The Atacama Desert is able to make the vast distance between the Earth and space seem that little bit smaller. This is where celestial meets terrestrial and a cosmic energy has pervaded communities for millennia. The indigenous Atacamians and Andeans would use the constellations to orient themselves through the year. The relationship here between Pachamama (Mother Earth), Inti (the sun) and the rest of the Interstellar Neighbourhood was pivotal to them, and today it’s led one group of Atacamian descendents to pursue further knowledge and share their findings. I’m at the Ahlarkapin Observatory just outside San Pedro de Atacama. This humble setup is one group’s homage to the skies.
We wait as an inky black transforms the canvas above and the first star appears, Alpha Centauri. A smattering of sparkles follows and then the incandescent outline of the Milky Way.
“I’ve never seen the sky as it is here,” Vicente, the resident guide, tells me. What you can see with the naked eye rivals many dark sky destinations around the world. But it’s when you get behind a telescope that the shimmering nebulae really come to life. I squint at the Southern Cross and try to get my head around this half of the sky — the half I’ve never seen before. I’ve lived in the Northern Hemisphere for my whole life, so the night sky here’s completely different.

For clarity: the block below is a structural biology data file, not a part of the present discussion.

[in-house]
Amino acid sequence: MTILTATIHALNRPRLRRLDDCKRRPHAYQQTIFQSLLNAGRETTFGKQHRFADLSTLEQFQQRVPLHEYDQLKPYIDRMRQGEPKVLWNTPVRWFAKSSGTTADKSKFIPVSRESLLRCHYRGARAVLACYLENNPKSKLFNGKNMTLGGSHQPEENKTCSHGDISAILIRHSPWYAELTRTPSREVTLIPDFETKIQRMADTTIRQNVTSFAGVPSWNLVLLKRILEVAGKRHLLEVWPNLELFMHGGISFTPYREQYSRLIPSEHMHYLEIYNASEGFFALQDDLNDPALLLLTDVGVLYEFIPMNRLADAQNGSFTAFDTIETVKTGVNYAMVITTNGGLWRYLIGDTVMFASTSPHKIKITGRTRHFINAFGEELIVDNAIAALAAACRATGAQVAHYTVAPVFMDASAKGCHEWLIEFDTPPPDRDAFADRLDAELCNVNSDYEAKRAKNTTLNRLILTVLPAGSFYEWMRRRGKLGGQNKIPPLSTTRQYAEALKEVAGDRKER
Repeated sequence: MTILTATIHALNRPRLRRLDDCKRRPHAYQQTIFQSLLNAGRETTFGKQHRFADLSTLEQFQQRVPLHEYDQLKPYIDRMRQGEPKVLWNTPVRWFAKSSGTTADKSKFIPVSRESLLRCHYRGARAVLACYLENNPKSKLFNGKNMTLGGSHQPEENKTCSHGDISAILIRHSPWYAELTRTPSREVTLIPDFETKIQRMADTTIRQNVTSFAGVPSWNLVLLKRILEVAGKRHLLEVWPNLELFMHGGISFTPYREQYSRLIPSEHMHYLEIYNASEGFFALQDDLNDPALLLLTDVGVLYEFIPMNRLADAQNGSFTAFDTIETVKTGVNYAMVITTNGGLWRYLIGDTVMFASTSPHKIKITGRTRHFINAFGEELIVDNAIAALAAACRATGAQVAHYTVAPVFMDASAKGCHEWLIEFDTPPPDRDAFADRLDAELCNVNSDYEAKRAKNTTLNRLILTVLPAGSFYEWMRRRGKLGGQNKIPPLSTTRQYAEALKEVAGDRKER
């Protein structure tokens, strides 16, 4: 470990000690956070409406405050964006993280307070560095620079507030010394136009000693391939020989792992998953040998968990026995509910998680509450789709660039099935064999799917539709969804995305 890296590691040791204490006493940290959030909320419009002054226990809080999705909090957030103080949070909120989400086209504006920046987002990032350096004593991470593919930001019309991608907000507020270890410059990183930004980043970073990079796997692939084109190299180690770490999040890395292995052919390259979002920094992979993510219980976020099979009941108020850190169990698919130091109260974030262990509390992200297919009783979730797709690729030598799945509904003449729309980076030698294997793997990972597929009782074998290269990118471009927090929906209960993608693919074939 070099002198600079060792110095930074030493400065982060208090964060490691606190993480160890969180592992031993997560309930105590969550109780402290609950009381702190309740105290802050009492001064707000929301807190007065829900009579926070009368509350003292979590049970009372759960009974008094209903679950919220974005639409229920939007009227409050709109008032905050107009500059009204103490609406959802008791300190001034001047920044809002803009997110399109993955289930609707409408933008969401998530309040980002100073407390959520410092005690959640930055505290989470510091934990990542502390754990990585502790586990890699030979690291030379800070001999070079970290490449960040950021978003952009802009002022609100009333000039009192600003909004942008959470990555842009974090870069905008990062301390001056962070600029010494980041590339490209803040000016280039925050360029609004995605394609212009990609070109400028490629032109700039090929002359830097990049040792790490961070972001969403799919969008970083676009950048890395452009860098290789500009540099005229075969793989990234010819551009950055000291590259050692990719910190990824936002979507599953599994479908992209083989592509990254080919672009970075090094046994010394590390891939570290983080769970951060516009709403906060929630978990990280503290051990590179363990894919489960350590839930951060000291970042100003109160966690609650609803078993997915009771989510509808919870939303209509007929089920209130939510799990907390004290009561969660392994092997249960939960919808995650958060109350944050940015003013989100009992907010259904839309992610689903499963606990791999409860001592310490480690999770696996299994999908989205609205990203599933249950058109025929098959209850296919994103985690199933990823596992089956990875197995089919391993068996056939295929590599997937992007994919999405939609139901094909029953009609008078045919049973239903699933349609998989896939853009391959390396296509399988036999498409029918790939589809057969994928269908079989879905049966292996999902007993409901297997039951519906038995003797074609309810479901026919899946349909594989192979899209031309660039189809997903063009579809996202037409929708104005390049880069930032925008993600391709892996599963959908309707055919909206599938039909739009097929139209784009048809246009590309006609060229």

Vicente was drawn to the Atacama by the stars. He guides us around the observatory with the air of someone who’s been here for decades, but he’s been here for just a month. He talks us through the solar system’s plans — what will be here in a few years and what’s already been extinguished. Then, he moves on to his own plans.
He’s working to open a farm producing the superfood spirulina. It’s not the most obvious place to fulfil agricultural yearnings, but there’s an end goal in sight. Vicente wants to prove his worth as a farmer here so he can pitch himself as the first farmer on another planet. There have also been rumours that Elon Musk is scoping out deserts — and more specifically the Atacama — for its Mars-like conditions. Vicente’s extraterrestrial ambition is what the Atacama is all about. Stretching to the very outskirts of possibility. Another kind of life.
Black Tomato can arrange a tailor-made luxury, culinary and adventure holiday to Chile from £7,000 per person. The package includes accommodation at the Singular Santiago, Casa Higueras, Tierra Atacama and Vina Vik, plus private transfers, experiences and international flights with British Airways. blacktomato.com
Published in the South America guide, distributed with the October issue of National Geographic Traveller (UK)